Memberships start from £900 per person and can range up to £2,040 per couple, but Hepburn says the prices are going to be reviewed in the coming months due to the spa’s success. Clients are mainly from surrounding areas, but some come from as far as Exeter and Cornwall.
Hepburn’s also set the membership up as more of an application process now, “looking at the numbers monthly rather than just taking members, and making sure people who join believe in the spa’s ethos”.
Recruitment is the other core focus for Hepburn and, like most spa directors, she finds recruiting great therapists a challenge. “It’s about finding the right people because the spa runs on good, quality therapists,” she says. In January 2018, Hepburn will launch her Step to Success concept for staff at Gaia, which maps out therapists’ growth plans for the next five years so they have clearly defined career paths.
“All too often a therapist will come in, do their treatments and after a year, get bored or lose direction. My programme will equip them with the right skills to work in a wellness environment, covering everything from commissions to training, because being a therapist is a tricky job, especially in terms of taking their massage skills to another level,” says Hepburn.
Currently, Hepburn employs 20 therapists – a mix of full-time and part-time – but she’s hoping to attract more, especially from overseas. “I want to draw quality people to this part of the world. The salary at Gaia is competitive to what they pay in London and in high-street spas but the competition is fierce – there’s a new spa opening every six months,” she says.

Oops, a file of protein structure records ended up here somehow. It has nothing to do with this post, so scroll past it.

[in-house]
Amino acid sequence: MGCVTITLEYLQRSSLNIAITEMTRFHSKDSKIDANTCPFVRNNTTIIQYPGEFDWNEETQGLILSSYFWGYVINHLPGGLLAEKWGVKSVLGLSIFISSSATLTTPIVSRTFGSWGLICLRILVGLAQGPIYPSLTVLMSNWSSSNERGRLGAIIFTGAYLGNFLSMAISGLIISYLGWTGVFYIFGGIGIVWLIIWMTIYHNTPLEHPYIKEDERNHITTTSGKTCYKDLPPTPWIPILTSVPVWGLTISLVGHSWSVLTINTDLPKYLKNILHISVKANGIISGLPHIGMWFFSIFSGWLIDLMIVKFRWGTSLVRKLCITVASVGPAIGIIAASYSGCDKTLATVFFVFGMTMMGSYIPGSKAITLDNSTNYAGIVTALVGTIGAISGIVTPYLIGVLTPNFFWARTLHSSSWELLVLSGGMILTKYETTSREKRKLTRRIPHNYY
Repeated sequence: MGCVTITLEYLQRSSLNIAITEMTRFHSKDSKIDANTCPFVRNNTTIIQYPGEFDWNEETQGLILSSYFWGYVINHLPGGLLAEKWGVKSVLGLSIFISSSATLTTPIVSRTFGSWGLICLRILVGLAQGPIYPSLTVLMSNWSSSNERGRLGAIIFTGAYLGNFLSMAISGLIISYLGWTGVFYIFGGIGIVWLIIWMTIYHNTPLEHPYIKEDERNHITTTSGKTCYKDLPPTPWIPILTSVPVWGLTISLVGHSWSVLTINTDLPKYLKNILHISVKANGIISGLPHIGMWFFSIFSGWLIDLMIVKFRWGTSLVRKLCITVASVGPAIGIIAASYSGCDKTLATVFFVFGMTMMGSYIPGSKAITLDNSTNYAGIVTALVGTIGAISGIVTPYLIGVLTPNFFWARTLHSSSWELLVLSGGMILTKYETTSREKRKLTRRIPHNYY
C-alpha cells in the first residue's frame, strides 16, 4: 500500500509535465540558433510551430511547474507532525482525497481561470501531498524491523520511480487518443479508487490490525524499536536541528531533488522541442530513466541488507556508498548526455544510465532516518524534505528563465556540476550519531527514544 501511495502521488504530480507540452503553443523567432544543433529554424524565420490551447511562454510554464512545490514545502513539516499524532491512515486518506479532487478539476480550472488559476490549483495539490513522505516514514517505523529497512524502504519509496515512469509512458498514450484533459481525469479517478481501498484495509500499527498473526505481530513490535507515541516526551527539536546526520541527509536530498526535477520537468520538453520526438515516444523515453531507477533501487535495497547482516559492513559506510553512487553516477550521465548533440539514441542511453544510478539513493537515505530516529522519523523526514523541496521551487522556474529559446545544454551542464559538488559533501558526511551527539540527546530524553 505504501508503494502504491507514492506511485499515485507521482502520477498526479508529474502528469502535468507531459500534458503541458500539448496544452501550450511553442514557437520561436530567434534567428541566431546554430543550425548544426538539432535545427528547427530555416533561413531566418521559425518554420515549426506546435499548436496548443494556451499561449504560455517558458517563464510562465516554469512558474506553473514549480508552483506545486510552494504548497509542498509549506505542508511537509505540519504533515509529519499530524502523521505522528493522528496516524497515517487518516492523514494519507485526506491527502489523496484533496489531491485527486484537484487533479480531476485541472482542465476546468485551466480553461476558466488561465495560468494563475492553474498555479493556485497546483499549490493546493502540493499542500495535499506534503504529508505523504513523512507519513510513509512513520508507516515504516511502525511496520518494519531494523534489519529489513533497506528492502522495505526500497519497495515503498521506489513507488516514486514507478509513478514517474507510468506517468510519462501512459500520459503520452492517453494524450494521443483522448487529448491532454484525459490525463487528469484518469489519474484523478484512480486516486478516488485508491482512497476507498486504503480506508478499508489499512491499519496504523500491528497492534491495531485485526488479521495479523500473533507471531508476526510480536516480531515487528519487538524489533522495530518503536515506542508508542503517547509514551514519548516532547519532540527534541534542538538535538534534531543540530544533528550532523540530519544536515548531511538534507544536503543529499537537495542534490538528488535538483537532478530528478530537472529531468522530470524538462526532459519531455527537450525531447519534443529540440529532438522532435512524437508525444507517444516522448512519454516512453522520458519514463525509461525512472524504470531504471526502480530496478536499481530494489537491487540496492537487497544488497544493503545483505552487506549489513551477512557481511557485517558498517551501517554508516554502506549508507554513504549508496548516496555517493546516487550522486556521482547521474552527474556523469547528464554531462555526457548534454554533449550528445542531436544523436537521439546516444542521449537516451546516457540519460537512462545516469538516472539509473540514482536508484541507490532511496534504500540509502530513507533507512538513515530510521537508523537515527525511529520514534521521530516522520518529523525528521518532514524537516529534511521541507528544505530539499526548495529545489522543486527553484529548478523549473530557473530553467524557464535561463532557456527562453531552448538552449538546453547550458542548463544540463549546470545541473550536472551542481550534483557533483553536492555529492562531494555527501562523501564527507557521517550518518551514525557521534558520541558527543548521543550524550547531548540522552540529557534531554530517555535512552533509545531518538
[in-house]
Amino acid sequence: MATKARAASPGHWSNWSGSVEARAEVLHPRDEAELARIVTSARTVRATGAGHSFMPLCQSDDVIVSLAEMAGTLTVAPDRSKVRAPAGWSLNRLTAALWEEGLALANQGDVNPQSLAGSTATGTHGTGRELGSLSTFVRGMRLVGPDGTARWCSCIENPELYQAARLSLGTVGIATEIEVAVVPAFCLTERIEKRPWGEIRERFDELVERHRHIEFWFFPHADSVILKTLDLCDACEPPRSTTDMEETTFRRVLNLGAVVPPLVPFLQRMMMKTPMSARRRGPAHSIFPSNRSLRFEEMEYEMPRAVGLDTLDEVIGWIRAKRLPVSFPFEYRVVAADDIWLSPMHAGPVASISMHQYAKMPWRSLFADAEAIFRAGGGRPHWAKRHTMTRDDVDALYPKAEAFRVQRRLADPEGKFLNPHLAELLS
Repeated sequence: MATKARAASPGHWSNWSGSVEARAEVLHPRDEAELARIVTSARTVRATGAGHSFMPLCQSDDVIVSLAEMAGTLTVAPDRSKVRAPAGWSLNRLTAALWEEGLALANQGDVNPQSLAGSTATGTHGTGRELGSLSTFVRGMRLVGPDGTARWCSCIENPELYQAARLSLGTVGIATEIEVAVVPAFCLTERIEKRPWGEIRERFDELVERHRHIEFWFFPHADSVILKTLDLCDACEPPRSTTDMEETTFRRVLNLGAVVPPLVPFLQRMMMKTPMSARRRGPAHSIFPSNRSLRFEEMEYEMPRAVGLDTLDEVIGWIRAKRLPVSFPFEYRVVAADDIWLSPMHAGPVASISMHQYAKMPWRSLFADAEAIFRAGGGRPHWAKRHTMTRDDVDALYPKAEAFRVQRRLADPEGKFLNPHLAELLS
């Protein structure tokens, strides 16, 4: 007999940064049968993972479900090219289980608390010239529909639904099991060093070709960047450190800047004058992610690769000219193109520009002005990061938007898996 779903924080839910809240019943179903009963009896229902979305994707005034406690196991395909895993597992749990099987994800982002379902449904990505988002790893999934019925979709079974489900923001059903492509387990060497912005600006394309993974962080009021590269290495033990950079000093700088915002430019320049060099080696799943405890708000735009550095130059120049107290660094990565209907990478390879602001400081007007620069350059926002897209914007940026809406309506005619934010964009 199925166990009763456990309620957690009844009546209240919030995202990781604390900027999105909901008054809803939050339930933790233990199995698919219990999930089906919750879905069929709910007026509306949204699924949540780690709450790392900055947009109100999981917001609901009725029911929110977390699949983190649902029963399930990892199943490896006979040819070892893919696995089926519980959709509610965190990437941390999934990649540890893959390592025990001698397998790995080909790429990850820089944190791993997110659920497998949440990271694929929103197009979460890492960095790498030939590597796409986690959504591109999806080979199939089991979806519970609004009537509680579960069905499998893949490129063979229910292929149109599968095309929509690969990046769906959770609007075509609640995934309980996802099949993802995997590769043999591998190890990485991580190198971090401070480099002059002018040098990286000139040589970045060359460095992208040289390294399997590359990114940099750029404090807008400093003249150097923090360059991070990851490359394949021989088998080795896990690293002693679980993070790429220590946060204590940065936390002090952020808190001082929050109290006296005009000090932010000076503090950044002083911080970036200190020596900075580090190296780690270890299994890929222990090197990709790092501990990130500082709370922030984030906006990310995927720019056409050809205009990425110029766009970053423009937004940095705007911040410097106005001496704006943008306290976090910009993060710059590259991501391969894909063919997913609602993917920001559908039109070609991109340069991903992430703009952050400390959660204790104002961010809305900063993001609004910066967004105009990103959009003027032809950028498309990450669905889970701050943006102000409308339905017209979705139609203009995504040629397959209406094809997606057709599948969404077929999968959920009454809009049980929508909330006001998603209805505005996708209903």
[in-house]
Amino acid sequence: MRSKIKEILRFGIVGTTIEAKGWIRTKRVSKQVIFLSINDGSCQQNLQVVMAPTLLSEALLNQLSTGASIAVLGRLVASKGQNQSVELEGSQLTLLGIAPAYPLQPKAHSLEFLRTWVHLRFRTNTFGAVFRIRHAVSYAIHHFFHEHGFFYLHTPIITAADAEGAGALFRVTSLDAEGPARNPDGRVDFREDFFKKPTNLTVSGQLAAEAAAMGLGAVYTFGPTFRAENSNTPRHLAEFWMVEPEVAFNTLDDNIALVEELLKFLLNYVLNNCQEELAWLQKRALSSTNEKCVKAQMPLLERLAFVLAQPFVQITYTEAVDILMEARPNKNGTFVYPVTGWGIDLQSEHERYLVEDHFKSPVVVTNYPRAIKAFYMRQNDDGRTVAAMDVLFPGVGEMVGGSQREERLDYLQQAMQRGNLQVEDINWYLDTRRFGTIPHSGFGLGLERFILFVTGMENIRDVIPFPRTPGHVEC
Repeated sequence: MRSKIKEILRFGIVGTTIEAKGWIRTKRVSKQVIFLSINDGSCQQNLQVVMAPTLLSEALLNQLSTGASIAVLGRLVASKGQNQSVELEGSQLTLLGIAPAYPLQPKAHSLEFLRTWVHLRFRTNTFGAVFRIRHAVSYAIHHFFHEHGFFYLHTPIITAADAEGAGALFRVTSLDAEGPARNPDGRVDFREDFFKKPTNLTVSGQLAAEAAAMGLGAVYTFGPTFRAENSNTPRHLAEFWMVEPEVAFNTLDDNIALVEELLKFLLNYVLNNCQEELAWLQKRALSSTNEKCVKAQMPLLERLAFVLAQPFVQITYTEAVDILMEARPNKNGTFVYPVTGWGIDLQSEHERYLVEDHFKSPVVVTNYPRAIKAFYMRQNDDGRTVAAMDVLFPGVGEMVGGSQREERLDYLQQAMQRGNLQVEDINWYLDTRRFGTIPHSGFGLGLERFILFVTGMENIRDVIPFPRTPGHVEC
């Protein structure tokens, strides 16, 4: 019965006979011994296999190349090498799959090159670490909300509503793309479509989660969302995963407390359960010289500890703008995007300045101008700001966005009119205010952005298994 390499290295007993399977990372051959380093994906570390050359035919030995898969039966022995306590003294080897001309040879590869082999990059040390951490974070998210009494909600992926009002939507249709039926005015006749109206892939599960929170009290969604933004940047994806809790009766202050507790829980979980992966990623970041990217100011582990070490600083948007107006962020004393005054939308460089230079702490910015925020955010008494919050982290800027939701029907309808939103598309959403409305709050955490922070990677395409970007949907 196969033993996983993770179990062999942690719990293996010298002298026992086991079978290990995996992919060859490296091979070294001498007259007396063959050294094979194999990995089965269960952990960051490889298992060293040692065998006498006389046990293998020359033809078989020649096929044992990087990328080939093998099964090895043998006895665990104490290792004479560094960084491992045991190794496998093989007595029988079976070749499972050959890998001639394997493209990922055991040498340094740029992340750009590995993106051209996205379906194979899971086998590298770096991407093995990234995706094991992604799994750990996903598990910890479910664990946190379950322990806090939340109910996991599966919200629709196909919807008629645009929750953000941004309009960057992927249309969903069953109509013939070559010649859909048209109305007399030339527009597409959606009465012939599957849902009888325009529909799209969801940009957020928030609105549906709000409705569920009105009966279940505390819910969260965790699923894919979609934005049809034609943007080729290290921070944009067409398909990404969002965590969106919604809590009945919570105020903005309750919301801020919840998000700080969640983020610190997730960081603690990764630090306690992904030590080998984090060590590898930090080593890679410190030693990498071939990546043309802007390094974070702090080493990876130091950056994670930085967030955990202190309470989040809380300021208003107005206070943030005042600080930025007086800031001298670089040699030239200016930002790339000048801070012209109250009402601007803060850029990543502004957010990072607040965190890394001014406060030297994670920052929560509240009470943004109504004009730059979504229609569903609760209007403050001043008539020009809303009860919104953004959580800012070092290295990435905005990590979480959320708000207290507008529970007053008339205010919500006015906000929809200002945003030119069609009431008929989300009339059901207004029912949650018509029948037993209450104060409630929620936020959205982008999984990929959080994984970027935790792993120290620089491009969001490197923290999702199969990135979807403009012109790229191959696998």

There’s also plans to expand the team to include more in-house experts who tie into the concept of Gaia as a destination spa. “In other positions I’ve had, I’ve worked with acupuncturists, osteopaths and people who offer alternative treatments, and I want to bring in some of these talents to Gaia,” she adds. “I want the spa to evolve along with the health industry.”
Joins Champneys Tring as spa therapist, where she’s promoted to senior management in just a few years
Works on the pre-launch and opening of The Grove Spa in Hertfordshire, running the spa, treatment and reception operations
Appointed spa manager for Pennyhill Park Hotel and Spa in Surrey
Takes on the role of spa director at the Bulgari Spa in Knightsbridge, London
Becomes spa and fitness director for the preopening of The Ned at London’s Soho House
Leaves the city and moves to Devon, where she joins Gaia Spa as group spa director
When the spa opened in June 2016, it launched with its own eponymous line of natural products that “represent quality and give emotional support”, says Hepburn, and now it’s one of the most important parts of the business. Hepburn plans to cash in on this.
“The Gaia product line outsells any other product house we have and it’s because people want something to remind them of their visit – a connection to how they felt in the spa,” explains Hepburn. “We’re bringing in a new serum this month, so it’s now nearly a full collection.”
And what does the future hold for Hepburn? Well, further opportunities to put her stamp on Gaia’s treatment menu. “The spa has its own rituals and products, so it’s got soul, but we have guests who want to spend on more results-driven treatments,” she says. She is considering investing in a cosmeceutical brand to sit alongside Gaia, Espa, Jessica and Mii, and then working in some tech. “I want to create something really special for the South West,” she says.